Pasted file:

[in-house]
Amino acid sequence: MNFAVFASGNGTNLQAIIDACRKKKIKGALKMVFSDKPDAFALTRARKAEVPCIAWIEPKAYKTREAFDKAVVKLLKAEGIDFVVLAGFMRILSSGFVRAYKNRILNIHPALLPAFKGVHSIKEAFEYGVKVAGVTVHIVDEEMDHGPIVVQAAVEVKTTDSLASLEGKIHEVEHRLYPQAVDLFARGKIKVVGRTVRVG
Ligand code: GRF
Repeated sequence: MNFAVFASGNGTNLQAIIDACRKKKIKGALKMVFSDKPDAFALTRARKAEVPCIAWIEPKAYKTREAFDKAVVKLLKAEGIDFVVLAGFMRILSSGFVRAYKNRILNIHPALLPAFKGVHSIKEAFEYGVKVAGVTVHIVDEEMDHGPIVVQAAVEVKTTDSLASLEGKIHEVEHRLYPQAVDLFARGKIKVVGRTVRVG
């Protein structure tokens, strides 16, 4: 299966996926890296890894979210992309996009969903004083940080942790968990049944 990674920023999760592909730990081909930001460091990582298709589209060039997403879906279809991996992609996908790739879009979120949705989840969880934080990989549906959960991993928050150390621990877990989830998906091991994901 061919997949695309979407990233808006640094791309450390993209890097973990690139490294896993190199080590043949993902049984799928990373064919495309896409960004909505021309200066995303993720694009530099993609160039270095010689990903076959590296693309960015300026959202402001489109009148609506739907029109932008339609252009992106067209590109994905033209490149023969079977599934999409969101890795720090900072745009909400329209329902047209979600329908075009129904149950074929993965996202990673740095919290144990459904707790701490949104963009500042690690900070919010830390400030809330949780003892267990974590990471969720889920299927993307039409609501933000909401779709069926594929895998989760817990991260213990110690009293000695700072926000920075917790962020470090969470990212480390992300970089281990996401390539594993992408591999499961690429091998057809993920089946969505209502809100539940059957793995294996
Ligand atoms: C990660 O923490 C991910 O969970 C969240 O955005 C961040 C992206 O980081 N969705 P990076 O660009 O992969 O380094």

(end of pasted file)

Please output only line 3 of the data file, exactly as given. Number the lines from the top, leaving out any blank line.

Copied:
Ligand code: GRF